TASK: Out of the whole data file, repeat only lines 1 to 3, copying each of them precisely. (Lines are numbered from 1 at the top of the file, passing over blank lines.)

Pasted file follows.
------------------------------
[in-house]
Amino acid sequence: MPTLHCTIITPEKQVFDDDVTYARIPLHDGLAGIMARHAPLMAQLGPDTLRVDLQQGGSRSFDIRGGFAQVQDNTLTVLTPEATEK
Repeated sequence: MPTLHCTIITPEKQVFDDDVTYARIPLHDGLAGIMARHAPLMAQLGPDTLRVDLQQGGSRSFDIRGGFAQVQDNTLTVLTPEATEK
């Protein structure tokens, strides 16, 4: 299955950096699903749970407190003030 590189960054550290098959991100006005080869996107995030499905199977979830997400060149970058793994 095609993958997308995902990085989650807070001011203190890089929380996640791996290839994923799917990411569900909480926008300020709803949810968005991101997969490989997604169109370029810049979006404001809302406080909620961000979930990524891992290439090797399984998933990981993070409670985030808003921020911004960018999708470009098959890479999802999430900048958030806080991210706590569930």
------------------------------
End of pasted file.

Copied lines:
[in-house]
Amino acid sequence: MPTLHCTIITPEKQVFDDDVTYARIPLHDGLAGIMARHAPLMAQLGPDTLRVDLQQGGSRSFDIRGGFAQVQDNTLTVLTPEATEK
Repeated sequence: MPTLHCTIITPEKQVFDDDVTYARIPLHDGLAGIMARHAPLMAQLGPDTLRVDLQQGGSRSFDIRGGFAQVQDNTLTVLTPEATEK